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Electrical Safety Outdoors
When the weather warms up, and life moves outside, it's always a good idea to give additional thought to electrical safety outdoors. The following are some general tips for staying safe electrically in the spring and summer.
NOTE: For your safety, Eastern Maine Electric will install plastic covers for service wires if a homeowner advises the Co-op that he or she will be working near the wires. To request cover-ups, call the Co-op at (800) 696-7444 during regular working hours and speak to the dispatcher at extension 250.
Electrical Safety, Lightning, and Storms
Electrical safety includes being safe from lightning, so here are some things to remember . The weather is most dangerous when a sudden change in temperature is on the way.Â High winds and lightning are one way that storm cells release energy as they move through an area.
What is a safe building?
The safest place to be in a thunderstorm is inside an enclosed building with plumbing and electrical wiring.Â Even then, lightning can still pose a rare threat while you are inside. To maximize safety in a lightning storm,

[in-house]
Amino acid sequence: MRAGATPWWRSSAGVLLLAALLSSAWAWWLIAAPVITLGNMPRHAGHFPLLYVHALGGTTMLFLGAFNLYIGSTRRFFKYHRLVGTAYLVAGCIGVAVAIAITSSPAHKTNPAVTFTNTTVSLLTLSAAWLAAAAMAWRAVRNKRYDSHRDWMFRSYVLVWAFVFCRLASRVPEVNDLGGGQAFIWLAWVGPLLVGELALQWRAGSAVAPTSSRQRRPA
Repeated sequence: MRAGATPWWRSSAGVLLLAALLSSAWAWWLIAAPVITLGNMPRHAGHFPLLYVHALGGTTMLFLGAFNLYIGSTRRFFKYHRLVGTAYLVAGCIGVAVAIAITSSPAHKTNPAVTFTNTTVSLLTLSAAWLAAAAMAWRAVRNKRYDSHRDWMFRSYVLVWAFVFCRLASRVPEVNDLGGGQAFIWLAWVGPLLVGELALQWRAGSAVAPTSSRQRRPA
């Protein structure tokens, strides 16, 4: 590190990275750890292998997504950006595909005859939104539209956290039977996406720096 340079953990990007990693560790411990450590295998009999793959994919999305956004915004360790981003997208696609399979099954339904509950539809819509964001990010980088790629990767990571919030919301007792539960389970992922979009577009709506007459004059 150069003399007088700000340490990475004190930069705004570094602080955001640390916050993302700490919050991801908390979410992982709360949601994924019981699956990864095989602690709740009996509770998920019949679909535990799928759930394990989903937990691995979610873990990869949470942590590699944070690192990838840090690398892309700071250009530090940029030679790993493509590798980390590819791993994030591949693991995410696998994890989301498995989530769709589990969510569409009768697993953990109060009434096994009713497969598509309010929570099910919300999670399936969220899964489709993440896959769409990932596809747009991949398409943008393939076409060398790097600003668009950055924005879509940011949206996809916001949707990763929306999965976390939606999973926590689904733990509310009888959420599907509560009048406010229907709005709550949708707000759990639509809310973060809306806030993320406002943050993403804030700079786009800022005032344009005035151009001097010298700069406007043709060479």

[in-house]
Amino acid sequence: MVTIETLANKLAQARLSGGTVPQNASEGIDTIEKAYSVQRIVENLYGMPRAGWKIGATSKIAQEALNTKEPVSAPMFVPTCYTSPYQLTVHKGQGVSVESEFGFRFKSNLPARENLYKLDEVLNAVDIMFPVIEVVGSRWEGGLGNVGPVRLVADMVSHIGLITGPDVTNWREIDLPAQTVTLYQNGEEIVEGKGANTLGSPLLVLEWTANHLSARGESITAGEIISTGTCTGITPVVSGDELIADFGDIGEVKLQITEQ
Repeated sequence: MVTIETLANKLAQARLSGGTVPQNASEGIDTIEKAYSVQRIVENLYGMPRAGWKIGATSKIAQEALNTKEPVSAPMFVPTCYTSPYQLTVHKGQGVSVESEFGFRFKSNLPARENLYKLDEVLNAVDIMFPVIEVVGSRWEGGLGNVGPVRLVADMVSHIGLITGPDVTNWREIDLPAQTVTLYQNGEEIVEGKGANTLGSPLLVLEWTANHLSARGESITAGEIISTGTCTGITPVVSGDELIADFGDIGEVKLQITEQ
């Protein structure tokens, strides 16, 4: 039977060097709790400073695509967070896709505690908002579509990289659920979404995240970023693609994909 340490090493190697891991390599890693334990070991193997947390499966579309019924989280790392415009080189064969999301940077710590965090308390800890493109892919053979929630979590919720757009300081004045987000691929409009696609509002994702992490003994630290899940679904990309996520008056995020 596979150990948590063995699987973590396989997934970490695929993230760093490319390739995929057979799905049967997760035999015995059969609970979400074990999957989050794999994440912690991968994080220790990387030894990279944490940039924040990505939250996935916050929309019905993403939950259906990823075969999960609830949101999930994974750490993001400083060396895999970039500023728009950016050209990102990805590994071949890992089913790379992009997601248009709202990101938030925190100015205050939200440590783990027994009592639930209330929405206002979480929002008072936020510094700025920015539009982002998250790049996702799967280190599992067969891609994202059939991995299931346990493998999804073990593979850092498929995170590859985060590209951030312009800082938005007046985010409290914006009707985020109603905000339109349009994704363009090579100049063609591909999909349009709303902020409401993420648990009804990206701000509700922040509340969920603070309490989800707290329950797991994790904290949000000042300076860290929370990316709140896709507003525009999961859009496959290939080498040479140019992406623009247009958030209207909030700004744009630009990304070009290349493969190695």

Caught Without Shelter?
When a lightning storm catches you outside, and there is no time to go to a safe building, you want to make the lowest, smallest, and least conductive target possible for the lightning.
Is it safe to use a phone during a lightning storm?
The conventional wisdom has long said that it is dangerous to use a land line phone during a lightning storm. According to the fact-checking site snopes.com, this is not urban legend.Â One or two people a year are struck by lightning while talking on the phone. Use corded telephones only for emergencies. Cordless and cellular phones are safer.
If you find a downed power line...
Assume that every power line is a live power line, even if there is no sparking, noise, or other sign of voltage.
Sources: the Electrical Safety Foundation International, the National Lightning Safety Institute, the National Weather Service, the New York Department of Health, the Midwest Severe Storm Tracking Response Center, NRECA, and snopes.com.
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